So, friends, how do your students make plans for their reading? How do you check-in throughout the year? I would love to hear about what works for you and your classroom! If you're a blogger, I'd love for you to link up your posts/ideas. If you're not a blogger, that's great, too! You can read/follow and comment. We want to hear your advice, thoughts, and ideas for the classroom, too. The more teachers we have joining, the more amazing our classrooms will be this fall! Next week, we will be reading Chapter 5: Wild Readers Show Preference.

Tuesday, July 22, 2014

July's Stitch Fix: The Best Yet!

Hello, friends! As you know, I am a monthly subscriber to Stitch Fix, an style-at-your-door service. I have really enjoyed the pizzazz Annie (my stylist) has put into my wardrobe. Plus, I'll be honest with you - I really dislike shopping for clothes. School supplies, I love shopping. Clothes and shoes, I'd rather not. Therefore, Stitch Fix has been a fun and easy option for changing up what I'm wearing. :)

Here we are! In the note Annie included with my fix, she explained that her focus this month was some fun pieces for back to school. Wouldn't you know that this month EVERY single item fit?! And the style was so much more me. 
After unwrapping the beautiful mint scarf, I was welcomed by this adorable grey-printed top. A little loose at the bottom and a modest V-neckline, I am in LOVE with this blouse. It looks great with white Capris, tucked into a skirt, or out with black dress pants. Annie hit-the-nail-on-the-head with this one. It was a definite keep!
 Another perfect tee this navy and white-striped top would be perfect for summer...but, I have already purchased 2 tops almost identical to this through Stitch Fix. I loved that it fit, which gives me hope for the success of future fixes, but it was a top I sent back.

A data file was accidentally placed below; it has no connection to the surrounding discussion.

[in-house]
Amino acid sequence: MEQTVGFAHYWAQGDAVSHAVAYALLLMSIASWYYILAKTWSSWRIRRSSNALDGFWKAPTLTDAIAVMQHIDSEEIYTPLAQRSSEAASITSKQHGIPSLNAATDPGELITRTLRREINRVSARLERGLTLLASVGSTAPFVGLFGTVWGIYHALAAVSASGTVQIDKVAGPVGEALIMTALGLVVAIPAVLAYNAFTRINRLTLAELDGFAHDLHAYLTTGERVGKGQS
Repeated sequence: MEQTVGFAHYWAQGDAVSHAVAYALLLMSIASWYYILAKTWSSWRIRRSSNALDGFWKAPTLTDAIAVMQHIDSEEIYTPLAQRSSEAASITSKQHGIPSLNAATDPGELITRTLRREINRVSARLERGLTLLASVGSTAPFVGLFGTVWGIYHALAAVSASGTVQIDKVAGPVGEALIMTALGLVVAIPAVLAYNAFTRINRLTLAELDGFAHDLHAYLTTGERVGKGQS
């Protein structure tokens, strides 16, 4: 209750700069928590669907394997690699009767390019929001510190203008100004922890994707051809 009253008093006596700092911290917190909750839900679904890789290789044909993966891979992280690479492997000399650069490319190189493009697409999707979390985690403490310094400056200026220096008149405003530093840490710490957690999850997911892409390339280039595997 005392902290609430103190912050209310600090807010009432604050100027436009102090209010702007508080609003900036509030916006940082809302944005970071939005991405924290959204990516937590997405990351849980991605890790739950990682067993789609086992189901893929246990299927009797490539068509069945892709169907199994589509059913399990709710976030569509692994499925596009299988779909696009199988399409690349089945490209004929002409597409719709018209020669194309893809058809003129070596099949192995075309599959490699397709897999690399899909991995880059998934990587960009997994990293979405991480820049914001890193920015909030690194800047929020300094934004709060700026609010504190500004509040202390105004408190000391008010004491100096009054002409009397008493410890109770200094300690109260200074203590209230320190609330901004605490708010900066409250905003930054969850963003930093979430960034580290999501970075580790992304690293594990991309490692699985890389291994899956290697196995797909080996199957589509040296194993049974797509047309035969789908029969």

When I first opened my aqua box, this gem greeted me. Friends, true confession??? I own a ridiculous number of scarves. A whole lot. Like too many. But...this Asha sacrf was SO lightweight and perfect for summer. Plus, it was super silky and laid perfectly. It was love at first sight and I couldn't say no. :)

Next up was this perfectly-fitting, navy-striped dress. Literally, I died. Perfect, perfect fit. Unfortunately, it was missing sleeves and through Stitch Fix I now already own a ton of navy stripes (as seen above). So, this was a PLEASESENDMETHISDRESSINADIFFERENTCOLORWITHSLEEVESINAUGUST pass.
The great thing about Stitch Fix (other than the fact that I don't have to go clothes shopping) is that I put any of the clothes I'm not keeping in the bag they provide, seal it, and mail it (for free)! The checkout process is online and I can leave feedback/ideas for Annie. It's super simple. The hardest part is remembering to visit the Post Office to drop of your returns!
See, I really do like these tops and have even worn them in the real world! My first training in my new school was last Tuesday (it rocked, by the way!) and so I wore this coral ditty, and then, I've worn the grey-print top with friends and most importantly, when choosing a new class plant (see picture below).
So, tell me - do you Stitch Fix? If so, leave a link to your last fix. I want to see!  If you don't use Stitch Fix yet, are you tempted to try Stitch Fix for yourself? If so, it's a simple process - all you do is sign up, complete a style profile today, and schedule your first fix. If you use my referral link to sign up (included throughout this post) I receive a credit when your first fix is shipped. My next fix is scheduled for August 8th - two days after school starts. It will be a perfect way to begin my weekend! :)